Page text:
Molecular Genetics and Genomics

, Volume 279, Issue 1, pp 53–61

Replication slippage versus point mutation rates in short tandem repeats of the human genome

Authors

  • Danilo Pumpernik
    • National Institute of Chemistry
  • Borut Oblak
    • National Institute of Chemistry
    • National Institute of Chemistry
Original Paper

DOI: 10.1007/s00438-007-0294-1

Cite this article as:
Pumpernik, D., Oblak, B. & Borštnik, B. Mol Genet Genomics (2008) 279: 53. doi:10.1007/s00438-007-0294-1

Abstract

Short tandem repeats (STRs) are subjected to two kinds of mutational modifications: point mutations and replication slippages. The latter is found to be the more frequent cause of STR modifications, but a satisfactory quantitative measure of the ratio of the two processes has yet to be determined. The comparison of entire genome sequences of closely enough related species enables one to obtain sufficient statistics by counting the differences in the STR regions. We analyzed human–chimpanzee DNA sequence alignments to obtain the counts of point mutations and replication slippage modifications. The results were compared with the results of a computer simulation, and the parameters quantifying the replication slippage probability as well as the probabilities of point mutations within the repeats were determined. It was found that within the STRs with repeated units consisting of one, two or three nucleotides, point mutations occur approximately twice as frequently as one would expect on the basis of the 1.2% difference between the human and chimpanzee genomes. As expected, the replication slippage probability is negligible below a 10-bp threshold and grows above this level. The replication slippage events outnumber the point mutations by one or two orders of magnitude, but are still lower by one order of magnitude relative to the mutability of the markers that are used for genotyping purposes.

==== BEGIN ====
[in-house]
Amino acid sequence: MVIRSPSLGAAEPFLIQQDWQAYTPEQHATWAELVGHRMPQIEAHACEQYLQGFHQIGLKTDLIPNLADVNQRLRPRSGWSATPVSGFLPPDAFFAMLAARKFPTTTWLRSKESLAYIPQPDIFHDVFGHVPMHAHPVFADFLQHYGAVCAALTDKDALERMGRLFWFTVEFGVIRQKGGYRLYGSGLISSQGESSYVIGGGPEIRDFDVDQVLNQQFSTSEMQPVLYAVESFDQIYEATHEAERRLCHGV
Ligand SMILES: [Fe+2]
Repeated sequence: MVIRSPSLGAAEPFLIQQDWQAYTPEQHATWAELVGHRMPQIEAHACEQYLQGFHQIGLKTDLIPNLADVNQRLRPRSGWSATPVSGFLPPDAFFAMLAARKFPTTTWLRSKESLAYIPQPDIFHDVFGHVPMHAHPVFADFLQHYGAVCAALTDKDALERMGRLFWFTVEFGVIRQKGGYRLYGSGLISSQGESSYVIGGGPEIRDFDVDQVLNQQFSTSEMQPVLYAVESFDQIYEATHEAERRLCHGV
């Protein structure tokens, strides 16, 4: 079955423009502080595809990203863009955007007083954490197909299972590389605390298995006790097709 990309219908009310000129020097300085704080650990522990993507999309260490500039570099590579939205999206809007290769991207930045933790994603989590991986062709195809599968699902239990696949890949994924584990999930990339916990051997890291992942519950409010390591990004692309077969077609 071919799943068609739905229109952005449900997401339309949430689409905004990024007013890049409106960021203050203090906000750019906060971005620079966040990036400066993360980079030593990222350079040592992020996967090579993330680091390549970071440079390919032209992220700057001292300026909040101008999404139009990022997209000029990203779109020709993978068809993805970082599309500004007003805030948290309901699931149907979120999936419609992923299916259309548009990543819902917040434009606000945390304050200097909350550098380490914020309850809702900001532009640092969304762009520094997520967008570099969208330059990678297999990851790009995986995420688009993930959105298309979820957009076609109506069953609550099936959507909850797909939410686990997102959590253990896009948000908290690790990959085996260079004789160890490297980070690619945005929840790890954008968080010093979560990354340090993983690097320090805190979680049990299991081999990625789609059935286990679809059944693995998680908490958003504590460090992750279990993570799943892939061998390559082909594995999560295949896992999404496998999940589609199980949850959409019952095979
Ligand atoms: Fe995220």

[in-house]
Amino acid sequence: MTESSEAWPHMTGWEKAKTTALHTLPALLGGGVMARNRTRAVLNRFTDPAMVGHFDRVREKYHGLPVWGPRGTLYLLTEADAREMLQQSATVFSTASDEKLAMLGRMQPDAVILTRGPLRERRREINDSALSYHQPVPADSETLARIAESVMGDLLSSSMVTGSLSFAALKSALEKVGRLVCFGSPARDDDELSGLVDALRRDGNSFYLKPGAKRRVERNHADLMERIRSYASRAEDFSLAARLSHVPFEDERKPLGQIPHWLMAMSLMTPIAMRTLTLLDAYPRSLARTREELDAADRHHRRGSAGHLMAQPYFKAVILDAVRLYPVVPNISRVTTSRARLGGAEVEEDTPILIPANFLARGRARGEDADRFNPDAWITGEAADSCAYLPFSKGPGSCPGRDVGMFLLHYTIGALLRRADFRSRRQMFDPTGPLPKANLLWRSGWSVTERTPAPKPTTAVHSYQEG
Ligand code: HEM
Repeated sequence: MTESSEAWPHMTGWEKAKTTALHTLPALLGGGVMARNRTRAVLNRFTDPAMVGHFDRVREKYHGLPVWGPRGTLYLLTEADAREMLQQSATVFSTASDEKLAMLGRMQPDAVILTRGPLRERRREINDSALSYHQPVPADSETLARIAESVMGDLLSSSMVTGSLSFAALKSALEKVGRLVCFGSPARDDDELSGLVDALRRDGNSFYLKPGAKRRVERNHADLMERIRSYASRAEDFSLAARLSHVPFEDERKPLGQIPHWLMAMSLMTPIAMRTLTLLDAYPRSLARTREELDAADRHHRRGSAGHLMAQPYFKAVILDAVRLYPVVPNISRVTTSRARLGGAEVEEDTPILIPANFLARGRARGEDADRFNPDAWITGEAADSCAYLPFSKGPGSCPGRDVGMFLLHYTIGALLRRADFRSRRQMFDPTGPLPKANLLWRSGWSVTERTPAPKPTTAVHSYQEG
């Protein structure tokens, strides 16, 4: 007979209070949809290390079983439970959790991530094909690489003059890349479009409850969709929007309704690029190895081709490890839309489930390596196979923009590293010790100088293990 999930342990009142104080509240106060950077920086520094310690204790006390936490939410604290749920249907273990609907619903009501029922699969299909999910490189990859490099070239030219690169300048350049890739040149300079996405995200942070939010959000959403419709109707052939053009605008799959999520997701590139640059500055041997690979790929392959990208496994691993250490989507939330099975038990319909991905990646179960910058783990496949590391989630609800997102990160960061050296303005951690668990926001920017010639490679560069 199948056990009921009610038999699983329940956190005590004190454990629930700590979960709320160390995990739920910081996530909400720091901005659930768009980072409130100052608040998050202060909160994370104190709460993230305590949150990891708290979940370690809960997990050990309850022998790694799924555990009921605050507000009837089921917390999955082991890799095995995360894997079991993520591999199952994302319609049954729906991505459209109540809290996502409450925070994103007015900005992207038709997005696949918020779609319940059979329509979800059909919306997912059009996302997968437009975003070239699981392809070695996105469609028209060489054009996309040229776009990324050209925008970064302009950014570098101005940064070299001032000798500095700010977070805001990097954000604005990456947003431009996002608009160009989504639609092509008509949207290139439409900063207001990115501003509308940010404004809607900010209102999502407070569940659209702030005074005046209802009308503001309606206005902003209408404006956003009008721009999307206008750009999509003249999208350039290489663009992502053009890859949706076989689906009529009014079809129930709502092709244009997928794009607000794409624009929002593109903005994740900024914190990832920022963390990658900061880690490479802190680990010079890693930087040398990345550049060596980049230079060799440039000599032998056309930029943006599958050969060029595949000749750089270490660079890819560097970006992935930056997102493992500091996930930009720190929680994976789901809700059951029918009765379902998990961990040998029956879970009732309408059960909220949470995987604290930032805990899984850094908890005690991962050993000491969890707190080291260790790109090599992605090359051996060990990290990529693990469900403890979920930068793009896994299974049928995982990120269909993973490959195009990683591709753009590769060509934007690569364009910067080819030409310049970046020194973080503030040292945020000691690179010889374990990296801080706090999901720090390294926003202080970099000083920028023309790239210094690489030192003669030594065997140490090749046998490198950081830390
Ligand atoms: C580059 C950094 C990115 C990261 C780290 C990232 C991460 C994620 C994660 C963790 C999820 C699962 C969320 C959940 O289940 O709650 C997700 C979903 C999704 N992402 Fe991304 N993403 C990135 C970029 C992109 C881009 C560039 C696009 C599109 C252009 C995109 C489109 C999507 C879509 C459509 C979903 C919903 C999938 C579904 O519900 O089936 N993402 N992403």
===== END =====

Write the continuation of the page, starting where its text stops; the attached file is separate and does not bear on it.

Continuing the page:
Keywords

Microsatellite mutability Replication slippage probability Short tandem repeats Homo sapiens Pan troglodytes

Copyright information

© Springer-Verlag 2007